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Owls and Anarchists by Kim-Mai Cutler: SF’s Housing Crisis Explained

Stashed in: Silicon Valley!, Wealth!, Winner take all., San Francisco!, Awesome, inequality, Palo Alto, Homeless, San Francisco, @kimmaicutler, Bay Area Housing

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Super great historical overview of how San Francisco came to be an unaffordable, highly income-unequal, politically hogtied city... and why tech is taking so much of the blame. Also discusses with frankness and sensitivity San Francisco's longstanding tendency towards Nativism -- "activists" reifying the identity and desires of "the diverse" in the name of awesomeness when in fact a lot of the more "diverse" elements of San Francisco culture in the last half-century died of AIDS and drugs, moved to Oakland, or are very recent immigrants who hope to eventually move to the suburbs.

The true culprit behind our housing problems: let us deflect blame to Mountain View's burrowing owl!The true culprit behind our housing problems: let us deflect blame to Mountain View’s burrowing owl!



Want to see why SF housing is so expensive? This is a map of allowed building height. Yellow = 4 stories max.

Wow, that is very yellow. I wonder why they never changed that law. Earthquakes?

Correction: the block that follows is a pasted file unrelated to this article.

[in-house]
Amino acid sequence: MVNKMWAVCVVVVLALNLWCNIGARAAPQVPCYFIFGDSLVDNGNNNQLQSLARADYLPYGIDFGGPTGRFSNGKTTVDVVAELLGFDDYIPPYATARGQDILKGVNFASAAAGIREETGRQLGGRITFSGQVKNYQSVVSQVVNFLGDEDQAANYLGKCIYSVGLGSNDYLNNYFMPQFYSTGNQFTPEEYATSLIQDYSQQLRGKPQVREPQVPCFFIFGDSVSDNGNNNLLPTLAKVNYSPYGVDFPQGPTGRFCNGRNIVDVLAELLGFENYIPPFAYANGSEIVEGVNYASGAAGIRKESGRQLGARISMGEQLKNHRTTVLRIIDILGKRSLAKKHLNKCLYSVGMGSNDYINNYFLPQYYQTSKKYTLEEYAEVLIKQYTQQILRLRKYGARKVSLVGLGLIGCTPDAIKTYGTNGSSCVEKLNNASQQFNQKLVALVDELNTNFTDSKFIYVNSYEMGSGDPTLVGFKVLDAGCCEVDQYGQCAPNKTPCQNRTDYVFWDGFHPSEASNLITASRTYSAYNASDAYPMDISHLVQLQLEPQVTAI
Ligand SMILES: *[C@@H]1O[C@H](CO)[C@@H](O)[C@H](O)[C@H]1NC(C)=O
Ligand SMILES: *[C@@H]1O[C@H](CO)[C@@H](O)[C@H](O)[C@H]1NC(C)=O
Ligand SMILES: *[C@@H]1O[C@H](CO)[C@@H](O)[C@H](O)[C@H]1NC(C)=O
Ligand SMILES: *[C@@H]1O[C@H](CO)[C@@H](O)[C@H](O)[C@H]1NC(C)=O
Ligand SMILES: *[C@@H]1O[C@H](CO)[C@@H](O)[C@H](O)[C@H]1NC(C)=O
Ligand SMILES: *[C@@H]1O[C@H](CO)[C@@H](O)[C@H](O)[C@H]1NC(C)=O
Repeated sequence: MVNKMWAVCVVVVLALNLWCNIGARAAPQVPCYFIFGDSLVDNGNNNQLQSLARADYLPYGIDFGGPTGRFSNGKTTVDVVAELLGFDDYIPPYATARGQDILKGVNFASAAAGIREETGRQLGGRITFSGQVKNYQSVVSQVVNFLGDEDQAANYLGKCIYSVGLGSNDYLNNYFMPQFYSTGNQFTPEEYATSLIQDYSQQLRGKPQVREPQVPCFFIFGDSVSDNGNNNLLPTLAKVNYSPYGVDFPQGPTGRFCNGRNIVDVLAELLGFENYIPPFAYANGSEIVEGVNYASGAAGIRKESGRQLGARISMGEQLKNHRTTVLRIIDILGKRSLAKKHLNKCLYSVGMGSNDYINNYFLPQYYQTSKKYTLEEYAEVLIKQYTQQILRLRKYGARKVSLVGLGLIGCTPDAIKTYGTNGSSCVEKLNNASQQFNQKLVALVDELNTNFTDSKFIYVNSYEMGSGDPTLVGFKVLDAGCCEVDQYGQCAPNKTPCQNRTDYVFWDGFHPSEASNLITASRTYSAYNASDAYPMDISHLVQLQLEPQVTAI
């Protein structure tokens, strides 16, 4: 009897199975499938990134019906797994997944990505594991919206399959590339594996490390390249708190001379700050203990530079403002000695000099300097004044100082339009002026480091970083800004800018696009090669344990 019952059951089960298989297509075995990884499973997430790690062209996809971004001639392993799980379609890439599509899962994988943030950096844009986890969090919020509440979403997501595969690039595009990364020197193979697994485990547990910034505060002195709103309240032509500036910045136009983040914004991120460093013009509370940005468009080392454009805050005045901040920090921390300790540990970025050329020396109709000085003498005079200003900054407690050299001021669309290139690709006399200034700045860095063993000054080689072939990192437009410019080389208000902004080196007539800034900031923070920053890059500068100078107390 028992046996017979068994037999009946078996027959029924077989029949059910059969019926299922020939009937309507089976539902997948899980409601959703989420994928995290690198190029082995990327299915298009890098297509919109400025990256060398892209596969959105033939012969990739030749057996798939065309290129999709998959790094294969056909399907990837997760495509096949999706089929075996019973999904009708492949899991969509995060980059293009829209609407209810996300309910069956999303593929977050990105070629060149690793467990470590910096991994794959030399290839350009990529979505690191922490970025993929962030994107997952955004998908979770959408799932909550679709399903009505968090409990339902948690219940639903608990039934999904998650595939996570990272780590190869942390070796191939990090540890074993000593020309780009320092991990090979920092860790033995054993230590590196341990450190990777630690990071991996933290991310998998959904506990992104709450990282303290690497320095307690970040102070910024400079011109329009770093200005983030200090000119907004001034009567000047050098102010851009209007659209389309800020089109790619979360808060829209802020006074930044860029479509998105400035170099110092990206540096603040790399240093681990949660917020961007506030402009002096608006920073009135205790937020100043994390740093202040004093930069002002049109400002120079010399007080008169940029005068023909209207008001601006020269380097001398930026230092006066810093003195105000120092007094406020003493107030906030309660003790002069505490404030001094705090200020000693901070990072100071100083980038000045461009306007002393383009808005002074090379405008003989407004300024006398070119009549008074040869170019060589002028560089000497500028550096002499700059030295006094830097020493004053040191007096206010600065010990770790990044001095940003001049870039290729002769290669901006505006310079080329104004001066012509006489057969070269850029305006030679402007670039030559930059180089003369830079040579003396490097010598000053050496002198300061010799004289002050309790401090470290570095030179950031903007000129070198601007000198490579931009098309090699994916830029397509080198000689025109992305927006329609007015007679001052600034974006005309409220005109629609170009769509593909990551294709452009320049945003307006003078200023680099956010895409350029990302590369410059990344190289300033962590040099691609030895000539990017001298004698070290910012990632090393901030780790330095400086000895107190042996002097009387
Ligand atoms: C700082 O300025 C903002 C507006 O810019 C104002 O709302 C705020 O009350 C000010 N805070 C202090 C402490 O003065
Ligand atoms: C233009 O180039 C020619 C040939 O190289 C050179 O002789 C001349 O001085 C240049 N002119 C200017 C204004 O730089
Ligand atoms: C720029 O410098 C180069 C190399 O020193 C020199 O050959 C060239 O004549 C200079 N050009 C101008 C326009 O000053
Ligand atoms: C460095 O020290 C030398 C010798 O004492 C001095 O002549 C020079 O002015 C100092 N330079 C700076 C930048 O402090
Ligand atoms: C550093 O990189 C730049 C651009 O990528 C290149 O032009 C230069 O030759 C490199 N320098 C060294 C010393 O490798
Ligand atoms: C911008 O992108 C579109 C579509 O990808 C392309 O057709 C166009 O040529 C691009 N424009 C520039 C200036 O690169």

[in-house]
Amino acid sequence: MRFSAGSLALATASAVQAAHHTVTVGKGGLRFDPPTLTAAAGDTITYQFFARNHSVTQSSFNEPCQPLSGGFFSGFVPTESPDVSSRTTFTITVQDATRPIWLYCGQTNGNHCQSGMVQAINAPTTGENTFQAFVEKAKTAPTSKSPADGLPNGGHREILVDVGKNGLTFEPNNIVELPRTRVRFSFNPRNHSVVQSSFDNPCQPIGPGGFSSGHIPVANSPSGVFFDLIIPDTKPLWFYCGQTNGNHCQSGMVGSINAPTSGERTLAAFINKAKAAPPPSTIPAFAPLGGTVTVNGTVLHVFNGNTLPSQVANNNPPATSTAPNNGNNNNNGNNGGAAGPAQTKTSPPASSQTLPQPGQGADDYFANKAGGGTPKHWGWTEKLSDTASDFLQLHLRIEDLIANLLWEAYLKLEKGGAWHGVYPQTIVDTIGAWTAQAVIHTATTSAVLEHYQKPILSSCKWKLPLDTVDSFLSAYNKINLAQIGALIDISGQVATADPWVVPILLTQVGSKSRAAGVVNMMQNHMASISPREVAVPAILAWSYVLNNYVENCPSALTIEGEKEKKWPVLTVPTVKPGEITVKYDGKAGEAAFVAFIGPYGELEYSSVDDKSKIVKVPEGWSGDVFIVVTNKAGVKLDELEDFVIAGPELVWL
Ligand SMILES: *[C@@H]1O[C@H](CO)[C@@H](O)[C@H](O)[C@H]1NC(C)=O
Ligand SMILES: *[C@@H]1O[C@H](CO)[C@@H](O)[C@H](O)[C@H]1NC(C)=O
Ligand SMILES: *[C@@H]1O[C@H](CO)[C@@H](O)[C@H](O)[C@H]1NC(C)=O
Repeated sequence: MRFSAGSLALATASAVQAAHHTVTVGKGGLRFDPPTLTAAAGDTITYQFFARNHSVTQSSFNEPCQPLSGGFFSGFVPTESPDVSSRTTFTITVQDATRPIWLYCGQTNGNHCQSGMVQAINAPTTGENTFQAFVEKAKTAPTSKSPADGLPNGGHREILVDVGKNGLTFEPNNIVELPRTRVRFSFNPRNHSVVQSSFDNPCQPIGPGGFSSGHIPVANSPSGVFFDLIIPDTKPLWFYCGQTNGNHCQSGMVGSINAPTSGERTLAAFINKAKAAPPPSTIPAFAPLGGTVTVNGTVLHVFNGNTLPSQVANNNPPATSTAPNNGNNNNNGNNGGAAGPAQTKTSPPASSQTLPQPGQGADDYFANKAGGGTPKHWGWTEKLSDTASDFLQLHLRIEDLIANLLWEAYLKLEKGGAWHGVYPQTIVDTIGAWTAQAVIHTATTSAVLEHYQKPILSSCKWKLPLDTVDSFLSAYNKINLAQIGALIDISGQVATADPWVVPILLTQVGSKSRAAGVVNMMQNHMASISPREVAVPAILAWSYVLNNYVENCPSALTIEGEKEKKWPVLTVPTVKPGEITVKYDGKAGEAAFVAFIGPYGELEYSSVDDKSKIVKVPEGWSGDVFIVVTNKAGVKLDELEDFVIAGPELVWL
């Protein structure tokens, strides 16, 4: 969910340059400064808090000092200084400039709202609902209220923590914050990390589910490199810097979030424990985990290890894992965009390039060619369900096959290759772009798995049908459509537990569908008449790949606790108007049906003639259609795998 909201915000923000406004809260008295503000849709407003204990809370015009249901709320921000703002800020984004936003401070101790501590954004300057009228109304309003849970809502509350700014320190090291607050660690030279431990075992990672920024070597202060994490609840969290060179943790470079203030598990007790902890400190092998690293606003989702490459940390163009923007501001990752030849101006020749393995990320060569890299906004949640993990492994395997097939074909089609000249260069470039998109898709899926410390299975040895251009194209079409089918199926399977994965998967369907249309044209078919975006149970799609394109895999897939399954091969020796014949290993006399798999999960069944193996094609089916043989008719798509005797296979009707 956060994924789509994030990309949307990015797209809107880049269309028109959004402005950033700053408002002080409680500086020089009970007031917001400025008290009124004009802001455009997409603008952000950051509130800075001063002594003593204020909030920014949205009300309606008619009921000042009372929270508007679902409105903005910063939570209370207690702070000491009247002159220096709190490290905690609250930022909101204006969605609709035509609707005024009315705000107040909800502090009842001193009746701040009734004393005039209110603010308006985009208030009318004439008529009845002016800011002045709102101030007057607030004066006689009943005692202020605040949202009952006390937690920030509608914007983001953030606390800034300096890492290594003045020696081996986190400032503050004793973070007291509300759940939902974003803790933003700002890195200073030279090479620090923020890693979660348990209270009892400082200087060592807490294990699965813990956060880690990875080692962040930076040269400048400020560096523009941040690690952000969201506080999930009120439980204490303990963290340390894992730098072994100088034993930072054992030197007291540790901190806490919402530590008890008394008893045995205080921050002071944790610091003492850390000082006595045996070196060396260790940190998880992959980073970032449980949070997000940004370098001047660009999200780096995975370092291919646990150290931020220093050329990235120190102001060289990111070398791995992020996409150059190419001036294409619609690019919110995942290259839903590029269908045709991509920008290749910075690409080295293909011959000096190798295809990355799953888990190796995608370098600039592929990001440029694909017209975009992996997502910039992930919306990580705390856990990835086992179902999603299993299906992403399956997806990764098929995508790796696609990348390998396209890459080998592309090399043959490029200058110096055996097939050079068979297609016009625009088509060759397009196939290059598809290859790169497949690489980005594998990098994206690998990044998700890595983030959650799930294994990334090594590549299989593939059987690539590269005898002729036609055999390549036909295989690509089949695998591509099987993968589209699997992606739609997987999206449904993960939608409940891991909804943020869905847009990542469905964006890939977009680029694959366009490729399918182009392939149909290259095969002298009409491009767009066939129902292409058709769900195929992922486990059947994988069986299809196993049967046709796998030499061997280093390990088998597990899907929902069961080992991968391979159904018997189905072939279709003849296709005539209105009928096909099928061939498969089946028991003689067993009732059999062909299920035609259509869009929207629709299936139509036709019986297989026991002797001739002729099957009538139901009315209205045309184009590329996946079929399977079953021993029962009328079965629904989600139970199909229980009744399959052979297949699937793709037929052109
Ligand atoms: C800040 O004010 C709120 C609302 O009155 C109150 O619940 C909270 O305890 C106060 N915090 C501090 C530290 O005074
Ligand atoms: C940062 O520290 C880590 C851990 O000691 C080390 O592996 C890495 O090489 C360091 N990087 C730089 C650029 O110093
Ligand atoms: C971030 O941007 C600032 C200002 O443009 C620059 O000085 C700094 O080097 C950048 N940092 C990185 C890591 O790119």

presidio-heights-homeProposition 13′s legacy? Owners of this Presidio Heights home, which just closed at a price of $5,125,000 earlier this week, had been paying around $2,885 in annual property taxes. The home’s new taxes should be around $60,885.

They found that children in San Jose and San Francisco had the highest chances of moving from the bottom income quintile to the top quintile out of all major metropolitan areas in the United States.

Screen Shot 2014-04-10 at 9.23.52 PM

So there's potential for income mobility.

But yeah, as you point out, Prop 13 means fewer people moving, which means less supply.

Couple that with more demand as the business cycle makes more companies want to hire, and...

There's still no good reason why there are so few buildings over 4 stories tall.

Except for the potential for earthquake damage.

And perhaps that the residents don't WANT a more packed urban area.

Okay, I re-read the article and the short answer is: it's complicated.

Many people don't want more people in the area. It's very political.

And the people who own homes and rental units WANT limited supply.

It makes what they have worth more.

This is sad. They're making it hard for most people to afford to be here.

I created a Bay Area Housing stash:

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